Practically, by way of example, this could mean mention of and support for the usage of the Containers initiative suite of open-source container tooling that we ship in Fedora by default – podman, buildah, cri-o, skopeo, and friends on the Fedora website.

Feedback wanted!

Does this make sense? Is this in need of a lot of work? Does this excite you, or terrify you? Are there corrections to be made, or new ideas you’d like to add?

Your feedback, comments, questions are wholeheartedly encouraged! Let me know in the comments here, or catch me on matrix.org (@duffy:fedora.im.).

USB-C – Design by Committee

Posted by Jon Chiappetta on October 13, 2021 02:59 AM

This is what happens! 😂 ¯\_(ツ)_/¯

<figure class="wp-block-embed aligncenter is-type-video is-provider-youtube wp-block-embed-youtube wp-embed-aspect-16-9 wp-has-aspect-ratio">
<iframe allowfullscreen="true" class="youtube-player" height="372" sandbox="allow-scripts allow-same-origin allow-popups allow-presentation" src="https://www.youtube.com/embed/8mbaNUm4UD4?version=3&amp;rel=1&amp;showsearch=0&amp;showinfo=1&amp;iv_load_policy=1&amp;fs=1&amp;hl=en&amp;autohide=2&amp;wmode=transparent" style="border:0;" width="660"></iframe>
</figure>

Having Fun With: DNS Records + Signed Certificates + Cryptographic Algorithms!

Posted by Jon Chiappetta on October 12, 2021 04:53 AM

So I was experimenting and if you can get signed certs from let’s-encrypt and dns records from cloud-flare, then you could store your public signed certificate as a set of split txt entries which anyone could verify with a set of trusted root certificates. You can then use the private key to sign an encryption key (stored as another txt record) along with the encrypted message (also another txt record).

This would allow you to sign, store, and send short messages (in a single direction) with confidentiality, integrity, and authenticity all through a plain text protocol (as long as the root certs exist)!

<figure class="aligncenter size-large"></figure>

Verification Chain:

  • The message data is hashed into -> The encryption key
  • The encryption key is signed with -> The private key
  • The private signature is decrypted with -> The public key
  • The public key is embedded into -> The signed certificate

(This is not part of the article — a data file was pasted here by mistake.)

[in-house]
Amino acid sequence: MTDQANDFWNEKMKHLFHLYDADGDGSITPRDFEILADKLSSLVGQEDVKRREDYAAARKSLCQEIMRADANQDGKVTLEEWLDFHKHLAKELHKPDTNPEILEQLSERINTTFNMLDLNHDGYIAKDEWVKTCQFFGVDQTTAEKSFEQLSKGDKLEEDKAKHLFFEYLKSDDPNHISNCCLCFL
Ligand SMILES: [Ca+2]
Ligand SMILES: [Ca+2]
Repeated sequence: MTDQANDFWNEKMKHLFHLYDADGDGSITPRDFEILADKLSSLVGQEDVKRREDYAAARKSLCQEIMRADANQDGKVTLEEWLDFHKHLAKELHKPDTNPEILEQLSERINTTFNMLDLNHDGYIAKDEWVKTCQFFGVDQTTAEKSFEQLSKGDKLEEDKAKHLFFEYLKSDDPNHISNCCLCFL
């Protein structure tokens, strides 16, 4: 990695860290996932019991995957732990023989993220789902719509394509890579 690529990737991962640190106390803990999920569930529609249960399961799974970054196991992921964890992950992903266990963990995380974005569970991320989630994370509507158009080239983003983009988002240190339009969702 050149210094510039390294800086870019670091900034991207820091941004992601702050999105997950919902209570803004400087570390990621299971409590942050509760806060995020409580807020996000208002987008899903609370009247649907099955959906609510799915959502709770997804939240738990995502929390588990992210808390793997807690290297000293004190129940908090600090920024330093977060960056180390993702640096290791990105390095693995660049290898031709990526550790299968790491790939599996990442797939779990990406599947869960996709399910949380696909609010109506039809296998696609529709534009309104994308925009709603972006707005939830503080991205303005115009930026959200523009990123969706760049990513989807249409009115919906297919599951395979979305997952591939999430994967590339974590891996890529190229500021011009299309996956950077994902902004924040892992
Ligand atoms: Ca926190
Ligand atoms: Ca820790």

• The signed certificate is verified with -> The root certificates
  • The end verify -> The root certificates + The domain name + The expiry time
# ./dns_fun.sh fossjon.com d

Certificate:
    Data:
        Version: 3 (0x2)
        Serial Number:
            04:b3:64:ec:80:70:47:42:2a:8a:ef:b4:11:60:03:9d:23:78
    Signature Algorithm: sha256WithRSAEncryption
        Issuer: C=US, O=Let's Encrypt, CN=R3
        Validity
            Not Before: Oct  9 18:35:11 2021 GMT
            Not After : Jan  7 18:35:10 2022 GMT
        Subject: CN=*.fossjon.com
        Subject Public Key Info:
            Public Key Algorithm: rsaEncryption
                Public-Key: (2048 bit)
                Modulus:
                    00:c8:1c:f6:86:b7:b5:45:63:68:7b:e4:34:10:6e:
                    0c:51:da:73:5b:65:d4:f7:fd:c8:c7:2e:d8:8b:01:
                    2d:c5:67:a4:0e:7a:b6:57:bf:fe:2a:c9:52:4d:38:
                    51:56:a6:08:bb:5a:8f:85:32:88:c0:3c:9b:3e:ad:
                    f9:1a:aa:21:fb:b6:2f:d1:7c:bc:c1:6e:ae:d8:b4:
                    c9:87:a5:69:a4:c5:f9:1d:3a:1f:49:68:94:75:b9:
                    ab:f6:12:9f:56:4c:7f:26:f1:6e:85:9e:1e:66:be:
                    74:e0:01:91:6d:59:cb:0d:34:01:10:5c:b9:43:44:
                    52:07:6a:ca:3f:83:1e:41:6c:51:5a:a6:fa:20:8f:
                    33:40:76:90:ab:4d:04:6f:33:70:f0:09:c7:38:25:
                    26:15:70:d6:f9:f4:e6:b6:71:11:e0:7a:c6:04:86:
                    30:c9:56:f0:14:6e:9e:66:60:b3:7d:2b:42:a4:b9:
                    fb:6d:73:4f:26:2e:17:aa:a8:64:72:e2:f5:a8:b1:
                    17:8d:f4:db:a8:10:fc:70:ff:1b:cc:78:6f:04:84:
                    e0:fc:1d:15:72:de:41:bd:14:c5:26:72:3e:56:2a:
                    aa:1d:9f:1a:3c:17:40:91:21:7e:2a:b4:8a:c2:ab:
                    79:0f:dd:21:13:a1:2e:da:6a:a3:92:49:e7:f1:58:
                    36:bf
                Exponent: 65537 (0x10001)

Secret_key_123-77cf362ab2442e3fa3062d06adb571f0ea92647f0ba137300a272767d6ea0834

this is just a test of the emergency broadcast system, this is not the real thing!
#!/bin/bash

d="$1" ; z="$2" ; m="$3" ; k="$4"
echo

if [ "$z" == "e" ] ; then
  h=$(echo "$m" | openssl dgst -sha256 -r | awk '{ print $1 }' | tr -d '\t\r\n')
  t="${k}-${h}"

  e=$(echo "$m" | openssl enc -aes-256-cbc -e -k "$t" -S 00 | base64 -b 255)
  echo "$e" ; echo

  s=$(echo -n "$t" | openssl rsautl -sign -inkey privkey.pem | base64 -b 255)
  echo "$s" ; echo

  p=$(cat crt.pem | grep -iv '^---' | base64 -d | base64 -b 255)
  echo "$p" ; echo
fi

if [ "$z" == "d" ] ; then
  c=$(dig "z.pubcrt.$d" txt +short | tr -d ' "\n' | base64 -d | base64 -b 64)
  ( echo '-----BEGIN CERTIFICATE-----' ; echo "$c" ; echo '-----END CERTIFICATE-----' ) > /tmp/crt.pem

  t=$(openssl x509 -text -noout -in /tmp/crt.pem | grep -i 'exponent' -B 64)
  echo "$t" ; echo

  v=$(dig "z.pubkey.$d" txt +short | tr -d ' "\n' | base64 -d | openssl rsautl -verify -certin -inkey /tmp/crt.pem)
  echo "$v" ; echo

  o=$(dig "z.pubmsg.$d" txt +short | tr -d ' "\n' | base64 -d | openssl enc -aes-256-cbc -d -k "$v")
  echo "$o" ; echo
fi

Using Cloudflare NS Records For Better Web Proxying & DNS Service

Posted by Jon Chiappetta on October 10, 2021 05:55 PM